Wednesday, February 25, 2009

Time-Travel

Dee brought home a few of his friends a while ago.
He got acquainted with Mariana and Augustin in the archives
and he knew I'd like them.

Augustin was a 45-year-old widower in a tiny Polish village, and he fell in love with his 21-year-old niece. The scandal forced them to run away to the big city, Vienna, where they married and had a baby girl. Mariana was a seamstress who made clothes for the Empress, and Augustin listened to revolutionaries like Trotsky and Karl Marx debate politics in the cafes.

Dee filled in the dates and facts of their circumstances--how the murder of the archduke and his beautiful pregnant wife plunged the country into World War I; how Mariana coped with the death of her tiny daughter; and how they rented their bed to a factory worker during the day just to make ends meet. Augustin was 70 years old when a son was finally born.

Alfred came from a little town near Prague. He and his new bride left the homeland to find their fortune in Vienna about the same time as Mariana and Augustin. They moved into a tiny apartment with just two rooms and a kitchen; nevermind that the water pump and the toilets were shared by all the neighbors on their floor! This is where they eventually raised 13 children, including a lovely daughter.

The two families were brought together when they both joined the LDS church in 1922. The son married the daughter and the couple started their own family. Hitler was just rising to power and the church members were under constant surveillance by the Gestapo, with raids, arrests and searches. The Anschlu├č of World War II brought the Nazis into Austria. After devastating bombing and terrifying nights in bomb-shelters, years of rationing and starvation, the Austrians were hopeful when the Soviet army came to their rescue. Wrong. By comparison, the Nazis weren't that bad. The Russians stayed until 1955.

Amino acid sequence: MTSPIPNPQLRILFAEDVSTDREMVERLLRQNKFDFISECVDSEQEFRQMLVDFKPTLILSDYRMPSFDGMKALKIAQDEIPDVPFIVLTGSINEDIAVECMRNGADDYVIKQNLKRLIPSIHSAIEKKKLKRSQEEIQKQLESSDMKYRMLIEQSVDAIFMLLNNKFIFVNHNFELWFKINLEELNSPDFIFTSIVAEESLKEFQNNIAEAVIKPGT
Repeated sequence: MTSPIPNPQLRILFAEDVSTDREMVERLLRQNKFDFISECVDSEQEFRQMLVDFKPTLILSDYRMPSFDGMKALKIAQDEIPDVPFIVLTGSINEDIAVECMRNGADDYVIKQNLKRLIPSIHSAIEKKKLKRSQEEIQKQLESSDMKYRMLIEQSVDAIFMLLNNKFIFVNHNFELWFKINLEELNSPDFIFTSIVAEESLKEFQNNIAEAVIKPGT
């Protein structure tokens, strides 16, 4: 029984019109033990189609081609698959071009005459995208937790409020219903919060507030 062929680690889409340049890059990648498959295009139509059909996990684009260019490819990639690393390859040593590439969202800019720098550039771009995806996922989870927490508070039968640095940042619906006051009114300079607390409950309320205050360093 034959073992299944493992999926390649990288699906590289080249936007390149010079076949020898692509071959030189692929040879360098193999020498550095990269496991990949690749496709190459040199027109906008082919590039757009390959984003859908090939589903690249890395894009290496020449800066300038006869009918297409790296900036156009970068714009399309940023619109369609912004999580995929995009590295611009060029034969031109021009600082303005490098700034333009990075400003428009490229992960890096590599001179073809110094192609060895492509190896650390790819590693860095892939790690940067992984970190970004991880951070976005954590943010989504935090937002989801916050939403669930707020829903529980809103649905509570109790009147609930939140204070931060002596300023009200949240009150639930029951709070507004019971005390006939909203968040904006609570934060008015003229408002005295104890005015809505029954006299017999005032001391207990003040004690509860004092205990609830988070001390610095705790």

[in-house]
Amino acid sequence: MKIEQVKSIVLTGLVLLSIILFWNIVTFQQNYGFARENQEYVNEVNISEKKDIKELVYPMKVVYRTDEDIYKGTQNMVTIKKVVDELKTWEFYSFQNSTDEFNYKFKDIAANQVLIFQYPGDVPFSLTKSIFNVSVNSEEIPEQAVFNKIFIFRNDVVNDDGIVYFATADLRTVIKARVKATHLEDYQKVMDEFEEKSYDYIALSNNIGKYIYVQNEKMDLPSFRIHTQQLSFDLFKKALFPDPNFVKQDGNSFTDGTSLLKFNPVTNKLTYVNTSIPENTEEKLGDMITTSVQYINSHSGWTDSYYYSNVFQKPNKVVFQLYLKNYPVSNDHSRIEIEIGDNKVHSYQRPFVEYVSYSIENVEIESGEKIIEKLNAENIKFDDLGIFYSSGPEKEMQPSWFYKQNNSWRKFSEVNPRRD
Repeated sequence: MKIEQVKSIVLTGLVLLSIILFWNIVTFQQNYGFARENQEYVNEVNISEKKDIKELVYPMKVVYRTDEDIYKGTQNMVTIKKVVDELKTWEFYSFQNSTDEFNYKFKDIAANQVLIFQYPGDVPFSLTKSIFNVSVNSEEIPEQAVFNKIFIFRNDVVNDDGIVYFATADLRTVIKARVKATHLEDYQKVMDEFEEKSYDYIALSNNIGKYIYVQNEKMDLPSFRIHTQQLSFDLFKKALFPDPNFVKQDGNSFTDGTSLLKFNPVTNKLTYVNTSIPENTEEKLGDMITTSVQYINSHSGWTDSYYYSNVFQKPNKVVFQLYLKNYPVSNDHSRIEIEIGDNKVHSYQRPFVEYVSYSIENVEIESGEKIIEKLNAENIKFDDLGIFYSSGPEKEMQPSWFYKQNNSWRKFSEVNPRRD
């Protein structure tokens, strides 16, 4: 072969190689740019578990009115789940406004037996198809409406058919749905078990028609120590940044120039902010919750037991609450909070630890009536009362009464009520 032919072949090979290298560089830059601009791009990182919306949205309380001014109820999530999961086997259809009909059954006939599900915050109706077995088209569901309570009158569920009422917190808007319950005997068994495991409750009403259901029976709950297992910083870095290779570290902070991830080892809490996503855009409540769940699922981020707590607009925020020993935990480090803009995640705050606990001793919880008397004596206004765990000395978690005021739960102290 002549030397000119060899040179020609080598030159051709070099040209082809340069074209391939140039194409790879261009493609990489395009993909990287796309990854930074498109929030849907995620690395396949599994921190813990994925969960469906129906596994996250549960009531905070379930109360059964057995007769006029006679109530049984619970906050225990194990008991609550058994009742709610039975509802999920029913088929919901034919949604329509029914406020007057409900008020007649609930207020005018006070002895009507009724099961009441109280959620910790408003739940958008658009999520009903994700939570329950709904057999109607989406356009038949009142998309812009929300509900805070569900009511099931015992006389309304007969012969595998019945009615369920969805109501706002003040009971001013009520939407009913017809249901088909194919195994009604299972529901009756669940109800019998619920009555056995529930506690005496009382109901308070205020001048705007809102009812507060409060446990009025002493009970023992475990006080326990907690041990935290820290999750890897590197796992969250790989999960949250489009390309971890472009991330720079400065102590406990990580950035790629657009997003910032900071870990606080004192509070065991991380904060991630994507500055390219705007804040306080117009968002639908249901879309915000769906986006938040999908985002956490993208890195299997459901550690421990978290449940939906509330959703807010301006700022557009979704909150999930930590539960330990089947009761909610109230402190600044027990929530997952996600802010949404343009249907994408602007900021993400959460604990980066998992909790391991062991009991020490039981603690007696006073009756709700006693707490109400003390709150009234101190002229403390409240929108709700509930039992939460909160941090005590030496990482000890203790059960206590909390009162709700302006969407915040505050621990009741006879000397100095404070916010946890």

Dee reminded me that Vienna was partitioned like Berlin was, with a Russian zone, soldiers, and severe conditions. Through it all, our friends loved their children, kept their little branch growing, took care of grieving families, sent sons off to battle, and embraced returning prisoners of war.

Vienna was the place for spies in those days. The Cold War was underway, and all the players were part of the occupying force. Dee explained how the Black Market worked and I began to understand the new hardships the Austrians faced after the official war was over. The stories were fascinating.

We looked at maps, and documents, books and articles, and then Dee left me on my own to get better acquainted with our friends. I've spent several hours every day for the past two months filling in the blanks. Dee had written the history and I had the task of bringing it to life.

I sent Augustin, Alfred and Mariana on their way tonight, with a click of the Send key. I know them so well now, and I feel protective and motherly towards them, although they were all dead before I was even born. History is a form of time-travel, and I have friends in faraway places.

Luckily Dee has a new friend he's dying for me to meet. She's coming tomorrow!

Alsatian Woman

P.S. Forty years ago today I fell in love with my history teacher.

2 comments:

Christie said...

How on earth do you uncover such awesome stories? Way to go on yet another successful project!

Olive's Granddaughter said...

Wonderful story. I know what you mean about making friends with these people. Isn't that why we do our work? To love those who are deceased!